Thinking about how Rainflower Ivy passed and Frank and Annie have become old makes me feel the pressure of time. I’m not getting younger, either, and there’s still a lot I want to do.
When I mention this to Dante, he encourages me to do whatever I’ve got on my wish-list.
“You never know,” he says. “That’s what we discovered, didn’t we?”
I tell him I always thought I wanted to travel. I’m not sure if I still do, since he can’t come with me, but it’s just something I always thought would be important to me, as an artist, a musician, and a writer.
“Do it!” he says. “If you want to travel, travel! Before you know it, you’ll adopt a cat, like you were thinking of doing, and that will just make it that much more difficult to travel. And what if you adopt a kid?”
So I take off for France. And as soon as I get there, I wonder why. I miss Dante already.
But then I see the way the light glances off the stone walls. We don’t have light like this back at home! I pull out my sketchbook and spend the morning drawing. Oh, I’m so glad I came!
I still miss Dante. The courtyard garden at the hostel, which is in an old stone manor, is so romantic that I wish I could share it with him. I play my guitar there, playing blues, rather than love songs.
In the afternoon, I decide to take in the sights. I ride the guest moped out to the Nectary.
The man who runs it is really nice. Turns out that his family are nectarists from way back.
“Is it a profitable business?” I ask.
“Oh! We are not in it for the profits,” he says. “Oh, no. But yes. It is very good in that way.”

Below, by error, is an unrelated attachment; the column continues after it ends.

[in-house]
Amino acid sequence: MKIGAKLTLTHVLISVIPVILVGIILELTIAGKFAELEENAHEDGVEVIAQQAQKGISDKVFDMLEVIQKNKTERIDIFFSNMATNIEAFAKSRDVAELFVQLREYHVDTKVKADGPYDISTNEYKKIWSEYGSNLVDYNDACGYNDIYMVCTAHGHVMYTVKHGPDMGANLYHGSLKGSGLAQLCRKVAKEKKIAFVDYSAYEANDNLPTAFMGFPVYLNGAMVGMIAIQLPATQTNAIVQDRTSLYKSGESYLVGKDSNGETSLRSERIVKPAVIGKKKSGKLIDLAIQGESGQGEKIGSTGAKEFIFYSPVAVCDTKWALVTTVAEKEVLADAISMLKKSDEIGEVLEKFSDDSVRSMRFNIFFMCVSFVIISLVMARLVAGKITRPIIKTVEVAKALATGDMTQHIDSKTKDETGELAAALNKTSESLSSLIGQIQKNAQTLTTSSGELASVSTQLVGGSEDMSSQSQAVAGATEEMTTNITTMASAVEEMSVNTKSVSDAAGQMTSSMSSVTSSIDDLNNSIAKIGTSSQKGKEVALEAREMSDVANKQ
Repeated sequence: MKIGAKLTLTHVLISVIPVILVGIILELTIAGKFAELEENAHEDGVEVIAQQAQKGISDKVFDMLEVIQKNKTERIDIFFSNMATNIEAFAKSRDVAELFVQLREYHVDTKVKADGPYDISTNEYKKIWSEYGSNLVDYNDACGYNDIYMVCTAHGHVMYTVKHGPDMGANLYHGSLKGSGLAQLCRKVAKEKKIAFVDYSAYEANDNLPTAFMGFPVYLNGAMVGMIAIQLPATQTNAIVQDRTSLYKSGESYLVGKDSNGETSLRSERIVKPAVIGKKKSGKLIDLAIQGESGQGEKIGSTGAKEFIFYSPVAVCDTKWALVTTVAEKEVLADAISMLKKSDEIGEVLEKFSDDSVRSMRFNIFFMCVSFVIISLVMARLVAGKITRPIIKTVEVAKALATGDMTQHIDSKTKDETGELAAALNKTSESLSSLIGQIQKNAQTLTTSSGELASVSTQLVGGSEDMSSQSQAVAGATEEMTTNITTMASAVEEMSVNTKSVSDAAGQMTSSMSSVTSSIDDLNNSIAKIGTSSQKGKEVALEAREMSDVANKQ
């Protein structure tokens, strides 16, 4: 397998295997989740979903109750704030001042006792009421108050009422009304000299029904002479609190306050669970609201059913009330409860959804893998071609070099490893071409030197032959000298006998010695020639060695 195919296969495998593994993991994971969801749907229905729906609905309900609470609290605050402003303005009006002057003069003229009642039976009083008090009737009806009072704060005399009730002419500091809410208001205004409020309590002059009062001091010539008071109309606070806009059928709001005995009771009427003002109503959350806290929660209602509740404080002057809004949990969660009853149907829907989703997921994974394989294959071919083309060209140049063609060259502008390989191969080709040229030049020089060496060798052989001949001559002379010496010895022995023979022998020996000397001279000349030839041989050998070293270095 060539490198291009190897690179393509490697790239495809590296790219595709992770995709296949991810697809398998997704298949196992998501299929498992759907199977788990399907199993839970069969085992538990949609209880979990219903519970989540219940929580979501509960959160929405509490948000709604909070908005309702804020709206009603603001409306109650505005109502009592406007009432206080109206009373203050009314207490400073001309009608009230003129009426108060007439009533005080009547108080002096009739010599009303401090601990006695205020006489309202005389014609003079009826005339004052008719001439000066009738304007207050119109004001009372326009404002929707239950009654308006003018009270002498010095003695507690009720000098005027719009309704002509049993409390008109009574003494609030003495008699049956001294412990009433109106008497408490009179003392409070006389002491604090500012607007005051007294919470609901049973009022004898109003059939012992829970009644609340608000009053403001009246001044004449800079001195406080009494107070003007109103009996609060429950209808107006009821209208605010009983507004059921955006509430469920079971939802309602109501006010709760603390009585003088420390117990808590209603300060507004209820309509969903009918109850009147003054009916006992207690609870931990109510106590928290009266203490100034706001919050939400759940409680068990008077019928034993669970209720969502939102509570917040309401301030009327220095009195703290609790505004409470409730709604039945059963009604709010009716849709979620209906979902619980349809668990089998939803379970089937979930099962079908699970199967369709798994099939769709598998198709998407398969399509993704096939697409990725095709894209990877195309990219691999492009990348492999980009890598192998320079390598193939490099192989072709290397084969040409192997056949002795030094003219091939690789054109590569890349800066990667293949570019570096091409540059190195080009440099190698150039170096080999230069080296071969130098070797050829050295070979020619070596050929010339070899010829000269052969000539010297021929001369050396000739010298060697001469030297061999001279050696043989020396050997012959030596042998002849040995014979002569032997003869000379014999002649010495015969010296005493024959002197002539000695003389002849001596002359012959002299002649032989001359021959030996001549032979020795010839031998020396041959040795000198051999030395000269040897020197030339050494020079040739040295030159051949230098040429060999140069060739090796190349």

He teaches me how to make nectar. My first batch is pretty bitter, but my friend assures me I’ll get the hang of it. I order a nectar-press to be shipped home so I can master the skill through time.
I sampled a few bottles of excellent vintage, and if I could make something even a third as good, then Dante will be in for a treat when I share it with him.
By the time my batch of nectar is done, it’s after midnight, and I’m tired.
The proprietor shows me to the guest room.
Back home, even though I’m a painter, a street artist, and now, a novelist, nobody really pays me much attention. I get the occasional discount that businesses like to give semi-famous people. And now and then, some store looking for a promotion will ship me some free furniture. But mostly, I’m ignored.
However, over here, people seem to know who I am. They’ve seen my paintings. They read my first book. And, as a result, I don’t get much privacy. Even while I’m sleeping, somebody sneaks into my bedroom and takes photos of me.
The next morning dawns in bright sunshine. I cannot believe the golden light here. At home, we see the sun for maybe twenty minutes every third day, and even then, half the sky is clouded over. But here, there’s not a single cloud, and I rediscover that I have a shadow!
I love the plane trees that dot the fields, and the gentle hills that surround the valleys. Every field is planted with grapes. And the people are so friendly.
The food is amazing, too. I eat a truffle quiche at a bistro in the town square, and I try to savor every bite so I can make something like this back home.
At the hostel, I meet another traveler. He’s come from Asia, and he tells me about missed flights and poor lodgings and lost luggage.
“What an adventure!” I say. “Do you ever wish you were back in the quiet of home?”
“Never,” he says. “I was born to wander. This is the life!”
Vacation passes so quickly. Before I know it, it’s my last day. I decide to spend it back at the Nectary, where I teach the proprietor how to play frisbee. By the time I head out for my flight, I’ve got another best friend.
I’m so excited to go home. The trip was fantastic, and I’m glad I came.
But coming home is the sweetest part always of going away.